(from Military Sheet Music)
(This is part of an occasional series on John Prine's second album,
Diamonds in the Rough: Everybody The Torch Singer Souvenirs
The Late John Garfield Blues Sour Grapes Billy The Bum The Frying Pan
Yes I Guess They Oughta Name a Drink After You Take the Star Out of the Window The Great Compromise Clocks and Spoons Rocky Mountain Time
Take the Star Out of the Window seems to have a public face and a private life, and they're fiercely at odds with each other.
On its face — that is, its overall sound — the recording is a catchy sea chanty, among the most gleeful and snappy guitar-mandolin duets I know of. But inside its head — that is, in the text of its lyrics — it's a grim portrait of what the Vietnam War had come to feel like in America by 1972.
Take the lyrics first. The verses are written in the third person and in past tense. Prine's narrator is a distant observer telling us a fairy tale or parable — but in telling it, he can't hide his rage and grief. And if you can clear your head of the melody, this narrator has a very bitter sense of humor indeed:
Robert was a sailor for the best years of his lifeOn the other hand, the chorus is written in the present tense, first person — Robert the sailor himself is speaking, and he has an problem. He's faced with the soldier's age-old dilemma of having to confront that blue star in his family's window — that is, of trying to reassure a relieved family that its son is back safe and sound, while knowing that the son they raised didn't really survive the war after all:
His captain was his mother and the ocean was his wife
Only fresh out of the cradle, life's one and only spring
He was sworn to do his duty and got blood on his high school ring
And it's a hello California, hello Dad and MomSo the Vietnam War divides this sailor from his family and from himself — it even puts the song's verses in another world from that of its chorus. I was a child during the Vietnam War, but Prine's songs (and my own feelings about Iraq) suggest that a lot of people must have felt agonizingly estranged from their own country — which is to say, from themselves.
Ship ahoy, your baby boy is home from Vietnam
Don't you ask me any questions about the medals on my chest
Take the star out of the window and let my conscience take a rest
Most striking to me is that the SOUND of the song is at odds with its SENSE. The recording has the soul of sea chanty, played in up-tempo bluegrass time — it's deliriously fun to hear, even if the lyrics are among Prine's more bitter social commentaries.
But this public/private split is exactly what attracted me first and most to the old southern music of the 1920s and 1930s — like the stuff on Harry Smith's Anthology of American Folk Music. Its public face rarely matches its private thoughts. The first words Sara Carter ever recorded were "My heart is sad and I'm in sorrow," but the song was an irresistibly jaunty jingle. Whether Prine knew it or not, Take the Star Out of the Window taps into the estranged character of American folk music to portray America's mindset during Vietnam.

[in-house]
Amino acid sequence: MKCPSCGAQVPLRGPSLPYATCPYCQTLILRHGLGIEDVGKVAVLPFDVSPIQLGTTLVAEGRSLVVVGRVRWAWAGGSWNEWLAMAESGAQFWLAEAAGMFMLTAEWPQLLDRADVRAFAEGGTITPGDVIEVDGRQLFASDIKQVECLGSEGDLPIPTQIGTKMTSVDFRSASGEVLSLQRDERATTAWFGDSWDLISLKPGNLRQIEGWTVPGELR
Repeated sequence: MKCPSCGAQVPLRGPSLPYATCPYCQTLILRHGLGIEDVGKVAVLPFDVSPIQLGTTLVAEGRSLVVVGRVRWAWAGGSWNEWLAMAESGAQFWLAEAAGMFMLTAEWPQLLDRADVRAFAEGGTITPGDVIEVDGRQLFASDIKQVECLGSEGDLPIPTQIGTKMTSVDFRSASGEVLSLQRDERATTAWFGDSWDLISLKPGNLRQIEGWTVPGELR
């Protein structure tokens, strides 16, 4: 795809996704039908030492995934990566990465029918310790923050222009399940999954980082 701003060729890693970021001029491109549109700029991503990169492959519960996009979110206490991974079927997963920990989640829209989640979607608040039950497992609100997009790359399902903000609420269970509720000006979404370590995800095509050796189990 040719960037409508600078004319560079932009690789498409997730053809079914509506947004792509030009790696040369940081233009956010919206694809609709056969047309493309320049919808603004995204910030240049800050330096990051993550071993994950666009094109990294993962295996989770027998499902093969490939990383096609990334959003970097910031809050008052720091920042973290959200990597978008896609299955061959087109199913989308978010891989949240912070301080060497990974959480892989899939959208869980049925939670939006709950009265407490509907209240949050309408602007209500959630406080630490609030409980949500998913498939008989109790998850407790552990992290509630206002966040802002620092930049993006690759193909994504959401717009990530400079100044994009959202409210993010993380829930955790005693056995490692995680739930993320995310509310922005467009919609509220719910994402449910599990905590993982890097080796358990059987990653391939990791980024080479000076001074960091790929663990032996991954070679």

One reason for the long pause in this series on Diamonds in the Rough is that it's taken me a while to decide what Take the Star Out of the Window really is, musically. Is it bluegrass stripped down to just John Prine's guitar and David Bromberg's mandolin? Jazz in the style of Django Rhinehart and Stephan Grappelli with the fiddle transcribed to mandolin? The closest recording I could think of was "Is It True What They Say About Dixie," recorded by Steve Goodman and Jethro Burns five years later. Did Prine, Goodman, and his running buddies invent their own fully-developed genre of duet?
Reading Neil Rosenberg's "Bluegrass: A History" has been the right thing to do. I now think Take The Star Out of the Window is in the tradition of the early country brother acts of the 1930s — The Delmore Brothers, The Dixon Brothers, The Rice Brothers, etc. Homer and Jethro inherited this tradition, making Jethro Burns a direct link from Prine and Goodman back to its beginnings in, I suppose, acts Burnett and Rutherford in the 1920s.
Ultimately, the most influential of all the brother acts was The Monroe Brothers, whose junior member would "invent" Bluegrass during and after World War II. But back in the 1930s, what mattered most about Bill Monroe was his fiddle-influenced handling of the mandolin, which almost immediately revolutionized the status of the instrument:
They sang higher and played faster than the others. Charlie's bass runs on the guitar were snappy and attracted attention; Bill's mandolin playing, with its speed and dexterity, was unique. He showed how versatile and potent it could be as a lead instrument. Bill Bolick, then just beginning his career with his brother Earl as the Blue Sky Boys on WWNC in Asheville, recalled: "People kept writing in and wanted me to play the mandolin more, so in a very short time, I discarded the guitar entirely and we did practically all the numbers with the mandolin and guitar. This I attribute to the popularity of Bill Monroe's mandolin ... Bill Monroe was making the mandolin a popular instrument." [Rosenberg, pages 34-35]